SLJ was on hand for a day of professional development for a group of new teacher librarians, some decked out in green, at P.S. 192 in New York City on March 17, St. Patrick’s Day.
I am so embarrassed to have missed these announcements, and I want to make sure that others do not! SLJ just announced two new awards that are ripe pickings for so many of you! 1. School Librarian of the Year! You know who you are. I urge you to nominate yourself.
Dr. Judi Moreillon and her Texas Women’s University colleague, Dr. Teresa Starrett just launched the powerful crowdsourced film, Principals Know: School Librarians are the Heart of the School.
While many of my other friends and colleagues were thinking about what they plan to think about over the coming year, my friend, Michelle Luhtala, shared her thoughts on conversations and worries that we ought to be able to put away in 2014 in favor of fresh thinking. She graciously allowed me to share this […]
I met Barbara Braxton when I was traveling in Australia a couple of years ago, but I’ve admired her voice for so many years. When I think about it, she may have been the first of the truly networked librarians. An ACTIVE member of LM_NET from the beginning, she continues to be both visible and active on […]
I was extremely flattered and newly inspired by Library Girl, Jennifer LaGarde’s thoughtful perception flowchart, in response to my last post. (In fact, if you haven’t read her blog, or seen the eloquent way she visually transmits concepts, please stop reading and take a trip there right now.) Jennifer reminds us: Your work has to […]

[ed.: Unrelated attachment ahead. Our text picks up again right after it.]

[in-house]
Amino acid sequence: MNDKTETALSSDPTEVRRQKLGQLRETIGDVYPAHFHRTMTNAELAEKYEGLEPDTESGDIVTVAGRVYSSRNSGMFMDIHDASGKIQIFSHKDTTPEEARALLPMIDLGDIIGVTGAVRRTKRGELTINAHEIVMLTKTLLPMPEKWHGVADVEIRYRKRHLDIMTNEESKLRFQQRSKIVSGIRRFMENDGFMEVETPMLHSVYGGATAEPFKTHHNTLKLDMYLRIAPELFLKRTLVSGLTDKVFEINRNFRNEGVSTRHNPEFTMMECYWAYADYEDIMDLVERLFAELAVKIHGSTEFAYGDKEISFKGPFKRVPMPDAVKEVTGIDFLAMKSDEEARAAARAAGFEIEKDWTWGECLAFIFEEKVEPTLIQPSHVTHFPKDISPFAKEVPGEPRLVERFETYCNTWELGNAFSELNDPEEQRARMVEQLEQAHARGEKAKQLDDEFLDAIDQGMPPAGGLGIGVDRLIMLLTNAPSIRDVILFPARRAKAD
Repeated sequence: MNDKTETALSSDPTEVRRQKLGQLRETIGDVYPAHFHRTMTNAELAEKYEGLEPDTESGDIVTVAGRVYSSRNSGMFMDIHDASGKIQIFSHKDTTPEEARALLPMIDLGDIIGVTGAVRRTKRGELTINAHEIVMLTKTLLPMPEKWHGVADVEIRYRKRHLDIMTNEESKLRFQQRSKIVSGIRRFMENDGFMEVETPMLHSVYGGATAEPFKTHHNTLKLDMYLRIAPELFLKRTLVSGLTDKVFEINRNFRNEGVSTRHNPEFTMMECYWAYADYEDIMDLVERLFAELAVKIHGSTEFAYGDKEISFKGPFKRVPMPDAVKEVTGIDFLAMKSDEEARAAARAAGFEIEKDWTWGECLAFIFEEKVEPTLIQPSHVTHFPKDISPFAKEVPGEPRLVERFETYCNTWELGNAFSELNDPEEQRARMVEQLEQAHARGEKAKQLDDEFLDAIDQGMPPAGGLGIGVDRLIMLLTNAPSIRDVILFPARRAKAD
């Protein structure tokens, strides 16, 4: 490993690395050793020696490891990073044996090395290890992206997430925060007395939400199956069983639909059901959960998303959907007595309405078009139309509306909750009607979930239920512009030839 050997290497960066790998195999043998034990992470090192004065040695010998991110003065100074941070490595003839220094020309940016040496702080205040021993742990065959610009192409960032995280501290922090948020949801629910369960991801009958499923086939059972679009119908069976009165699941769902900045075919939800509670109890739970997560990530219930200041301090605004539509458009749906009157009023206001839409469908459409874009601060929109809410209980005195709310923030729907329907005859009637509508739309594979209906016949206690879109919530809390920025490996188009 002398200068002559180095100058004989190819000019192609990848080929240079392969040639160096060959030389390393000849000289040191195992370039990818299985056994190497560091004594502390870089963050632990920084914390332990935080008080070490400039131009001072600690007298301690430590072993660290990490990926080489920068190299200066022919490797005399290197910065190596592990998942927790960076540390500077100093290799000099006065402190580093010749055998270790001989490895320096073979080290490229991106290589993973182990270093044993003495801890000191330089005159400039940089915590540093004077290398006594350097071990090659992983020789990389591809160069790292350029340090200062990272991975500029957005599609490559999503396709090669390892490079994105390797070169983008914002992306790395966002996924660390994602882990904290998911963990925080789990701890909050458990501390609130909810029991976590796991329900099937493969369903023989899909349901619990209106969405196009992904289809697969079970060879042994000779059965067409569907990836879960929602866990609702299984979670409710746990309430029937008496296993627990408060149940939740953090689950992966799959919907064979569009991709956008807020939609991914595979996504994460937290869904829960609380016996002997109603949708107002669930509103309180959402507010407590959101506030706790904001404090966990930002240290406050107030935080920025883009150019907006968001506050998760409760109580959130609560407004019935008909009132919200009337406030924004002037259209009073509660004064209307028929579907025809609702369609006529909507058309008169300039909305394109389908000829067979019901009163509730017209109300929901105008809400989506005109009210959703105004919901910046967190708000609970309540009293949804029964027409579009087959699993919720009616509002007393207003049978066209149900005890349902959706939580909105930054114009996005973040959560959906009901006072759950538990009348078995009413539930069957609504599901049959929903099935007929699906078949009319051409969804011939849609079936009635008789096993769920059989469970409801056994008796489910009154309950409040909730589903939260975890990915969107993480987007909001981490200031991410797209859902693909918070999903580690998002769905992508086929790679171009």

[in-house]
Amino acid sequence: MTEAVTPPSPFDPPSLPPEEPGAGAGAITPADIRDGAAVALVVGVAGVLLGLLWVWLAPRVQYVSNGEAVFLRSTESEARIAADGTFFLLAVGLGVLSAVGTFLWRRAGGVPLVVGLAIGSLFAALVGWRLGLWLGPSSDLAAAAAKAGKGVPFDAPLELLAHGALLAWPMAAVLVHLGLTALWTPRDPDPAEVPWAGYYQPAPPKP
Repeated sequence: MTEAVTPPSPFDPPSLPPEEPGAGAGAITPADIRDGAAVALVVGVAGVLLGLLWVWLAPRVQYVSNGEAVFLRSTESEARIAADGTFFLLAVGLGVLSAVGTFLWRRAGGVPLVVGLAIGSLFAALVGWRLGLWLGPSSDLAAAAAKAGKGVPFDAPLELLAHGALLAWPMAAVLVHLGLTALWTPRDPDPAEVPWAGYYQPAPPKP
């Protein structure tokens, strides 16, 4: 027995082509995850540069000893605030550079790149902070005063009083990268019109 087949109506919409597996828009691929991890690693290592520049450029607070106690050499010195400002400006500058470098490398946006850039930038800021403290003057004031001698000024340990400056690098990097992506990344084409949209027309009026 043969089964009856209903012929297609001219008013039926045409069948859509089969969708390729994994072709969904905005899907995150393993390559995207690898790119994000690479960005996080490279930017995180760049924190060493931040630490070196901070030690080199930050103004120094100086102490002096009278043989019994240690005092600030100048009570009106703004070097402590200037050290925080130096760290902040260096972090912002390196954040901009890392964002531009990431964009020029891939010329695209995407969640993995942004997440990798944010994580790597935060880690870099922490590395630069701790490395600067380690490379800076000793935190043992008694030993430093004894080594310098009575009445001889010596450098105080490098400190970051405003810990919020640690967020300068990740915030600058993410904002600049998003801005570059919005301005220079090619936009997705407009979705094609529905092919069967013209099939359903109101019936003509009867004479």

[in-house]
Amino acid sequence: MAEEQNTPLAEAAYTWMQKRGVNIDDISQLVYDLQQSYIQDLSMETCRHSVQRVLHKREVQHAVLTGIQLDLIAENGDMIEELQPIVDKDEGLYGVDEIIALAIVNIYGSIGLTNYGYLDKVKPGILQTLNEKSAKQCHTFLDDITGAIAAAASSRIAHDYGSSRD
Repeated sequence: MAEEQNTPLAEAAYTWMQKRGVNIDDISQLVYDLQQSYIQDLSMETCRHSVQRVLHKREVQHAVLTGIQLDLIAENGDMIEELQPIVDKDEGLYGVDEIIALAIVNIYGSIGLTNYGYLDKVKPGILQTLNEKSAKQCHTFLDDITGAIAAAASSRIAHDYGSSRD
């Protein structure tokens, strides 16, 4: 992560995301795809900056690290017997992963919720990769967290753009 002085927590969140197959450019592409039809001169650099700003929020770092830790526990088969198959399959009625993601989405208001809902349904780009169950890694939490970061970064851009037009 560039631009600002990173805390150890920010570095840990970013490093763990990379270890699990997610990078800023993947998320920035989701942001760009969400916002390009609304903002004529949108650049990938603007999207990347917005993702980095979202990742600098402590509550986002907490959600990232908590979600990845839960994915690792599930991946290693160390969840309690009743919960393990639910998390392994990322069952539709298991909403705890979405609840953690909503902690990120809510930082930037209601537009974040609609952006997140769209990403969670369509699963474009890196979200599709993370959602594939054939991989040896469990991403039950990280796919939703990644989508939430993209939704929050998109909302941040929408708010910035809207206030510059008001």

Thank you, Eric. Thank you for sharing your vision for a library program, as well as some concrete examples of a teacher librarian’s contribution to a school’s learning culture. In a blog post yesterday, Eric Sheninger, the highly-respected, highly-networked principal/leader of New Milford (NJ) High School, shared how to search for, how to court, and how to empower a teacher librarian/change agent: In […]
Late last spring, our district distributed the Danielson Framework for Teaching rubric listing the components of instruction–divided into 22 components and 76 smaller elements, and clustered into four domains. Danielson’s Framework, is designed to serve as the the foundation of a school or district’s mentoring, coaching, professional development, and teacher evaluation processes, thus linking all those activities together […]
I’ve had these in my files for a couple of years doing nobody no good. So, I thought it was time to crowd-source, update and improve a series of checklists I’ve planning to work on and share. The checklists are meant to be a handy list of things to plan, do, and celebrate month-by-month in the life […]
To celebrate its 5th anniversary the Classroom 2.0 Community (with the help of additional educational networks), recently released the community-sourced Classroom 2.0 The Book. Inspired by and led by community founder, Steve Hargadon, with Richard Byrne (Free Technology for Teachers) and Chris Dawson (ZDNet Education), the project’s official deadline for submissions was today, April 21st. In […]
A couple of summers ago I was invited to visit New Zealand and speak at the SLANZA Conference. I will never forget the warm welcome, the energy, and the passion of the librarians I met in Auckland. While I was there I toured the National Library of New Zealand and had the pleasure of meeting […]
Mark Ray asserts that principals and librarians have a lot more in common than you might think—and he should know. After 20 years as a teacher librarian, the 2012 Washington Teacher of the Year has become a district IT administrator. From his new perch, he shares insights into the the pivotal alliance possible between two key solo players in the school: librarian and principal.
I’ve said it before, but last night was further proof of the power of our growing TL network. The live Monday night twitter chat (#tlchat) we began back in September, ran on both Twitter and Google+ Hangouts last night. And our intrepid team managed and archived both platforms. The topic was: Get Those Books Moving: […]